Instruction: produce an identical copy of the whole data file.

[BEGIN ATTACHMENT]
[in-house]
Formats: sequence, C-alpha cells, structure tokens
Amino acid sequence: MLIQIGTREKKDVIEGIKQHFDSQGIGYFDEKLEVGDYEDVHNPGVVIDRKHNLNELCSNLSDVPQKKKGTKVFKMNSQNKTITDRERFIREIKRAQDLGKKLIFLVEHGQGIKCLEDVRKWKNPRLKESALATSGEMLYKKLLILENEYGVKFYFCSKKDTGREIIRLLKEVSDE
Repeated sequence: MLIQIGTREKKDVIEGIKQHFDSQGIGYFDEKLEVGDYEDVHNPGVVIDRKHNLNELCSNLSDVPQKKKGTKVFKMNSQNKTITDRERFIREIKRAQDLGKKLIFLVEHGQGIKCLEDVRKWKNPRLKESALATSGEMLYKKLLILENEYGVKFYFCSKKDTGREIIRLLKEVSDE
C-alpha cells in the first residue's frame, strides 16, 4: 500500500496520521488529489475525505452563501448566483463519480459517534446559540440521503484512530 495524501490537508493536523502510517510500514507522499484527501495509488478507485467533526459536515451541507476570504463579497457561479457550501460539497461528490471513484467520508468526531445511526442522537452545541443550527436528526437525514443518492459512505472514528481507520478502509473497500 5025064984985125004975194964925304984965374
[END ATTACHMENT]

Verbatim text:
[in-house]
Formats: sequence, C-alpha cells, structure tokens
Amino acid sequence: MLIQIGTREKKDVIEGIKQHFDSQGIGYFDEKLEVGDYEDVHNPGVVIDRKHNLNELCSNLSDVPQKKKGTKVFKMNSQNKTITDRERFIREIKRAQDLGKKLIFLVEHGQGIKCLEDVRKWKNPRLKESALATSGEMLYKKLLILENEYGVKFYFCSKKDTGREIIRLLKEVSDE
Repeated sequence: MLIQIGTREKKDVIEGIKQHFDSQGIGYFDEKLEVGDYEDVHNPGVVIDRKHNLNELCSNLSDVPQKKKGTKVFKMNSQNKTITDRERFIREIKRAQDLGKKLIFLVEHGQGIKCLEDVRKWKNPRLKESALATSGEMLYKKLLILENEYGVKFYFCSKKDTGREIIRLLKEVSDE
C-alpha cells in the first residue's frame, strides 16, 4: 500500500496520521488529489475525505452563501448566483463519480459517534446559540440521503484512530 495524501490537508493536523502510517510500514507522499484527501495509488478507485467533526459536515451541507476570504463579497457561479457550501460539497461528490471513484467520508468526531445511526442522537452545541443550527436528526437525514443518492459512505472514528481507520478502509473497500 5025064984985125004975194964925304984965374